Qualcomm has officially dismissed its former CEO, Paul Jacobs, from its board of directors. Jacobs had apparently expressed his desire to take the company private, and had disclosed the acquisition bid to Softbank; the Japanese conglomerate that also owns ARM and Qualcomm.
“Qualcomm Incorporated (NASDAQ: QCOM) today announced that Dr. Paul Jacobs will not be re-nominated to the Qualcomm Board of Directors at Qualcomm’s Annual Meeting of Stockholders on March 23, 2018. The Board reached that decision following his notification to the Board that he has decided to explore the possibility of making a proposal to acquire Qualcomm. The Board will consist of 10 directors effective as of the holding of the annual meeting.”
Jacobs’ desire to have Qualcomm go private isn’t an unreasonable one; private companies don’t have as many shareholders as a public company, managers of the former arrangement are less focused on increasing the value of the company in the short term, and it can have increased flexibility in short- and long-term business decisions. A perfect example of a company that went from public to private is Dell.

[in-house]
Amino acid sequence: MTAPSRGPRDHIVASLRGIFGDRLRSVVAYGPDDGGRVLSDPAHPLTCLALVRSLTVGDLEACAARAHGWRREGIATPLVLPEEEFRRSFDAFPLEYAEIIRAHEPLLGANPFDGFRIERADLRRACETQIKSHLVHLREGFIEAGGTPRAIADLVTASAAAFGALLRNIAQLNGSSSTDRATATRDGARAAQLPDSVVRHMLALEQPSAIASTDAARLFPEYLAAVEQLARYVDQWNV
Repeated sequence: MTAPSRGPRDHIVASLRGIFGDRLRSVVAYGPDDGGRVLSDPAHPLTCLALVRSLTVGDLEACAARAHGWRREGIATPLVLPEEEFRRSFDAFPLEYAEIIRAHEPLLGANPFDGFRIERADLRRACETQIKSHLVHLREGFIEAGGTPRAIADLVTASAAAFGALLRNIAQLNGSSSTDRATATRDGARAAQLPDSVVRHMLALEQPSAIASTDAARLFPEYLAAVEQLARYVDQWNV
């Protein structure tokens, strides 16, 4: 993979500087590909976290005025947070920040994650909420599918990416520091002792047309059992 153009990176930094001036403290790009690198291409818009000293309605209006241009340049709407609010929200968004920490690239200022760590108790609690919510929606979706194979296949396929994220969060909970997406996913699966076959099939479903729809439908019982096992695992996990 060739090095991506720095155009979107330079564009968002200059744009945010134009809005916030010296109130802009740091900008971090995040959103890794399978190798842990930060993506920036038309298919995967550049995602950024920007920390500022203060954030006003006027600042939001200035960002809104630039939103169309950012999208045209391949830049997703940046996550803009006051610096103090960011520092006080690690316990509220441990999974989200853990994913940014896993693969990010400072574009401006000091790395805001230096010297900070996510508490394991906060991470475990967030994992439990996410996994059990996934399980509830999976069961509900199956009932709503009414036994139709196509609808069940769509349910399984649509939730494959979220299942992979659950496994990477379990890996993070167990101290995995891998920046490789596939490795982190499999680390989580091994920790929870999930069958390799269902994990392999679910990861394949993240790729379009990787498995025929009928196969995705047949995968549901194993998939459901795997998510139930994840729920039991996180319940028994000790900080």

It’s been something of a tumultuous start of the year for Qualcomm; the semi-conductor maker came under the radar when the CEO of its competitor, Broadcom, entered into several hostile takeover bids, with the hopes of merging with one of the world’s biggest suppliers of mobile processors in the world.
To make matters more interesting, sources claim that Intel could possibly purchase Broadcom should the takeover become successful. That bid came to a halt, however, when the U.S. government crashed the party and put Broadcom’s endeavour to a stop, citing matters of national security as its reason for preventing the takeover.